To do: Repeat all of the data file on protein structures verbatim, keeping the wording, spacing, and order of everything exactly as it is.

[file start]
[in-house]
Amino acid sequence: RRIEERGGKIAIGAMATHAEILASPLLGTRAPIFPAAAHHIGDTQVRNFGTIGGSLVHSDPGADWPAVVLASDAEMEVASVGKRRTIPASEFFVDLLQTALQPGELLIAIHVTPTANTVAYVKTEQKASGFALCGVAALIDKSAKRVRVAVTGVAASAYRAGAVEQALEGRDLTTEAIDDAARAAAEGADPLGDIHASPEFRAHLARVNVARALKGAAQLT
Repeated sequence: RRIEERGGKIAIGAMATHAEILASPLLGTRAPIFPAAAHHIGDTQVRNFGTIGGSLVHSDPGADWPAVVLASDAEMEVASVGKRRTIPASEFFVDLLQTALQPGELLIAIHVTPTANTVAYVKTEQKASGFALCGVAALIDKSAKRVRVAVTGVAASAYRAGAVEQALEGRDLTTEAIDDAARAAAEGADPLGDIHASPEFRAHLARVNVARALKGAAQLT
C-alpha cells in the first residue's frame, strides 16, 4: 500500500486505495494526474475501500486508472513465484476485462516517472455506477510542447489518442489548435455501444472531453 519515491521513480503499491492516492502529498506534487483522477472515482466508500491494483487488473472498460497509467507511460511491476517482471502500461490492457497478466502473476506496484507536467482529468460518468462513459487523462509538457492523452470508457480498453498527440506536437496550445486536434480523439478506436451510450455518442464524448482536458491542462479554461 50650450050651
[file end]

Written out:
[in-house]
Amino acid sequence: RRIEERGGKIAIGAMATHAEILASPLLGTRAPIFPAAAHHIGDTQVRNFGTIGGSLVHSDPGADWPAVVLASDAEMEVASVGKRRTIPASEFFVDLLQTALQPGELLIAIHVTPTANTVAYVKTEQKASGFALCGVAALIDKSAKRVRVAVTGVAASAYRAGAVEQALEGRDLTTEAIDDAARAAAEGADPLGDIHASPEFRAHLARVNVARALKGAAQLT
Repeated sequence: RRIEERGGKIAIGAMATHAEILASPLLGTRAPIFPAAAHHIGDTQVRNFGTIGGSLVHSDPGADWPAVVLASDAEMEVASVGKRRTIPASEFFVDLLQTALQPGELLIAIHVTPTANTVAYVKTEQKASGFALCGVAALIDKSAKRVRVAVTGVAASAYRAGAVEQALEGRDLTTEAIDDAARAAAEGADPLGDIHASPEFRAHLARVNVARALKGAAQLT
C-alpha cells in the first residue's frame, strides 16, 4: 500500500486505495494526474475501500486508472513465484476485462516517472455506477510542447489518442489548435455501444472531453 519515491521513480503499491492516492502529498506534487483522477472515482466508500491494483487488473472498460497509467507511460511491476517482471502500461490492457497478466502473476506496484507536467482529468460518468462513459487523462509538457492523452470508457480498453498527440506536437496550445486536434480523439478506436451510450455518442464524448482536458491542462479554461 50650450050651